Thursday, December 20, 2012

IPA Best Practices from a Recent Internal Session at ININ

I had the good fortune recently to present a topic during an internal session at ININ on Interaction Process Automation. These aren't the best formatted notes you'll ever see, but if you've built a process in IPA, or at least seen the Process Automation Designer, I figured I'd just get'em out there as food for thought.

Suffice to say this little event was the largest gathering to date of folks who have IPA implementation experience. There's already a few who have more than a year or two experience, which ain't bad considering the product's initial release was in 2009. Some great ideas and best practices were shared.

My topic was the Work Items Sprint, and in an upcoming post, I'll expand on that concept into the design and implementation phase, tying everything together using complex data types that are auto-generated by IPA if you use the database tools (40SU2 and later). I've done this with the latest process I'm developing and find it extremely effective and efficient.

Configuration and Implementation

Consider storing IC-server specific information in an external configuration location, such as an IC Server Parameter, and use variables in your IPA process to reference the data. A perfect example is a workgroup name. If you hardcode your workgroup name into your process and import that process into another IC server, if that workgroup hasn't already been created in IA on that server, your process will go into error immediately, plus you'll have to change every occurrence of the workgroup name. Structured Parameters in IA can be exported and imported, making this process easy and efficient, plus you can later change the workgroup name in IA and not have to touch your process. This is especially important for people considering building Templates for the MarketPlace.

Work Items Sprint

After As-Is, To-Be and the Work Items mock ups have been signed off, go build the work items immediately and then demo them for the customer. Sprint is an agile concept and is described in more detail in the Benefits of a Work Items Sprint with IPA post. No logic is needed and just use process-level variables (preface them with something like TEMP so you can clean up and push them down into work items later). Sprint is an agile concept and is described in more detail in the Benefits of a Work Items Sprint with IPA post.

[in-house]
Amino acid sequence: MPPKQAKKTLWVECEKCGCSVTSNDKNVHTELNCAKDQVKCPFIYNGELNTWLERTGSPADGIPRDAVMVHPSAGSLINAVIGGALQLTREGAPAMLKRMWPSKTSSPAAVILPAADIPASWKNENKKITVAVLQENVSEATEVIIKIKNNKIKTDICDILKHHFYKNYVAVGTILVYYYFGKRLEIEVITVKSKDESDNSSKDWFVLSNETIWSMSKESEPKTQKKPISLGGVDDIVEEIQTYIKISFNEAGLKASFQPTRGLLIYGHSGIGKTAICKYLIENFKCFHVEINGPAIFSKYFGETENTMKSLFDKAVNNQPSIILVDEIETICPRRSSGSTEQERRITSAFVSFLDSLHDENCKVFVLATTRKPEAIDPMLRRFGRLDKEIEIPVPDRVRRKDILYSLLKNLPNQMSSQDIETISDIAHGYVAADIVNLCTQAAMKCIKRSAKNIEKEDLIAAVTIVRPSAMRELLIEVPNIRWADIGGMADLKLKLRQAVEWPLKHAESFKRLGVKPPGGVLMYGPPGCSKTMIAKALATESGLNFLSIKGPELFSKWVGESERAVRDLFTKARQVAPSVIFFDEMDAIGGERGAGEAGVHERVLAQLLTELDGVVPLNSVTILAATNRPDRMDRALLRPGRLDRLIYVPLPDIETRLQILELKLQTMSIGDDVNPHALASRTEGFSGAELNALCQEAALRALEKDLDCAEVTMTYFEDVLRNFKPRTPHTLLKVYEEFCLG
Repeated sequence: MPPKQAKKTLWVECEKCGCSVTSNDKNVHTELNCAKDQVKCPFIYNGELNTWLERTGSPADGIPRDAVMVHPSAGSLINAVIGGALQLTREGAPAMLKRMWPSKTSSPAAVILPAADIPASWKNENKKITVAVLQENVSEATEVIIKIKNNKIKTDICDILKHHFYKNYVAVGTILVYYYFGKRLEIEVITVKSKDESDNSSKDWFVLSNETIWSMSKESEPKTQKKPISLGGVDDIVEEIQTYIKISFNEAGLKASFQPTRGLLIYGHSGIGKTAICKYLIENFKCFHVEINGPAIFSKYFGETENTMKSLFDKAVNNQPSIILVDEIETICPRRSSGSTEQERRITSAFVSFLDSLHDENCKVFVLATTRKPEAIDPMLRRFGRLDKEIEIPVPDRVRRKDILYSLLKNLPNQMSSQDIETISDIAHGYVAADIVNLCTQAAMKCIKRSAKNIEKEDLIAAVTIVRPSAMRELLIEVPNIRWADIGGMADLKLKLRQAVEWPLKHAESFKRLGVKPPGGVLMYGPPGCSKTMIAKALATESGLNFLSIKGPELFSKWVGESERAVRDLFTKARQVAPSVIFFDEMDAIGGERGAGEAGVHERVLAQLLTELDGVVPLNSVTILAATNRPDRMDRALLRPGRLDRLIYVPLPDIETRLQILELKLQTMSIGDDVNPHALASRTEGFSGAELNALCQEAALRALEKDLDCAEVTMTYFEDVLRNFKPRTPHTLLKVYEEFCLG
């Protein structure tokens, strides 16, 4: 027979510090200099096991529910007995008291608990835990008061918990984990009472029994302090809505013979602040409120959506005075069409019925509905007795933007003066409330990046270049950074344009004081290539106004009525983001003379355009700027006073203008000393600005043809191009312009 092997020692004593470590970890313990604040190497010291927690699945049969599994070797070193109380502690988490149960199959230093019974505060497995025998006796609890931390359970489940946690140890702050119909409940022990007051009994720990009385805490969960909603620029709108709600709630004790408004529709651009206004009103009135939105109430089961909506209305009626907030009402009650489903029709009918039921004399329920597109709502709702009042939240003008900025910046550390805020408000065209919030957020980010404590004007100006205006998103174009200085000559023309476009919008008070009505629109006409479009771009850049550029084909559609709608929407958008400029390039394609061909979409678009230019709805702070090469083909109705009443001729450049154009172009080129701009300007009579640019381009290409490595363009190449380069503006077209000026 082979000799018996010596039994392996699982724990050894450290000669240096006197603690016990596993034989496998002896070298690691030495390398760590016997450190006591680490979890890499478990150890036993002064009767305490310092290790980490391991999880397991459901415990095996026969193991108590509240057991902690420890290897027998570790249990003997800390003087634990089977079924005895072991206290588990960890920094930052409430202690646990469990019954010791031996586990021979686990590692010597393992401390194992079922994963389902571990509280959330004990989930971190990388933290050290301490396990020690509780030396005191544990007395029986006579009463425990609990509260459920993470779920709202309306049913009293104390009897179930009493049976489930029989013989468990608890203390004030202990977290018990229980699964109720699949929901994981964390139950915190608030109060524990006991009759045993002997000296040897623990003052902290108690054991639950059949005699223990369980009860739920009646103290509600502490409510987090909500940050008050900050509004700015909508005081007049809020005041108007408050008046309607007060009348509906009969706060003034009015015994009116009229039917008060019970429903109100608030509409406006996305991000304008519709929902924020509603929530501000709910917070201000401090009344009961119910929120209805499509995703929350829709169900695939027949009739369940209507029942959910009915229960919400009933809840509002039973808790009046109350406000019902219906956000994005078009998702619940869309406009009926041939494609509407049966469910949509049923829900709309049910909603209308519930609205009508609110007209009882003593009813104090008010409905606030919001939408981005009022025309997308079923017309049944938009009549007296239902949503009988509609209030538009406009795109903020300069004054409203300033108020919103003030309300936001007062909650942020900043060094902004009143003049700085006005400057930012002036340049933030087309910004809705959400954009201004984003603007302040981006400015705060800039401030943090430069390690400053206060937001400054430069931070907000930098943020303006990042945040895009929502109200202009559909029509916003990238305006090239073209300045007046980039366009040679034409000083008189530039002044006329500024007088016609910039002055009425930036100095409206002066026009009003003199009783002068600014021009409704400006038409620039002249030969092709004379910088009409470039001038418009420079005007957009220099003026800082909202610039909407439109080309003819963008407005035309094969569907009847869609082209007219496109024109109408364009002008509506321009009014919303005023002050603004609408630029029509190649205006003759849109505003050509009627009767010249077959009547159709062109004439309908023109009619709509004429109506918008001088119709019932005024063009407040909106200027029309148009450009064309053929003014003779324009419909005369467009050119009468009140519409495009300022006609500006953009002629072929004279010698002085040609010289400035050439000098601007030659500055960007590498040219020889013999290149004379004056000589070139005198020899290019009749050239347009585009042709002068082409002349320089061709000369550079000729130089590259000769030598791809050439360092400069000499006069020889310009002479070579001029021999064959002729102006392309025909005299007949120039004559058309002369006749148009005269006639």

Consider adding an "i" icon button for information to each page of your work items. Keep track of a process-level string that is constantly updating what has happened in the process. Think of this as Process History, the IPA version of Call Details when you right-click on a call in the Interaction Client. This way you don't have to jump into PAM to look at stuff or start with logs. If you're keeping good track of Process History, you can simply click on the information button in your process and see how you got there. Use a var to keep track of where you came from when you press the "i" button and Destination conditions for each page and the "i" page so you can reuse the page on each work item.

Error handling for Web Services and to a lesser extent for Handlers

Instead of simply letting the process crap out and have to jump to PAM to start troubleshooting, handle them in the process flow. By default for the Call Web Services Operation and Run Handler tools, the Errors and Timeouts tab will have Stop the process (refer to Process Monitor) selected. Change these to Handle the timeout/error in the process flow. This presupposes you will also have return values in your handlers and web services that indicate whether or not the operation succeeded, because you'll have to add process logic to evaluate those return codes. If you get an error, do a Parallel Split - keep the work item with the user encountering the error and launch a separate error handling process. Once you've determined if you can restart the process or retry the process, then the user can continue.

Many thanks to Geoff Calhoun, the new product manager for IPA and content management at ININ. We'll see about getting a few words from him at some point in the future as well.

In the meantime...

Happy Holidays and Happy Processing!

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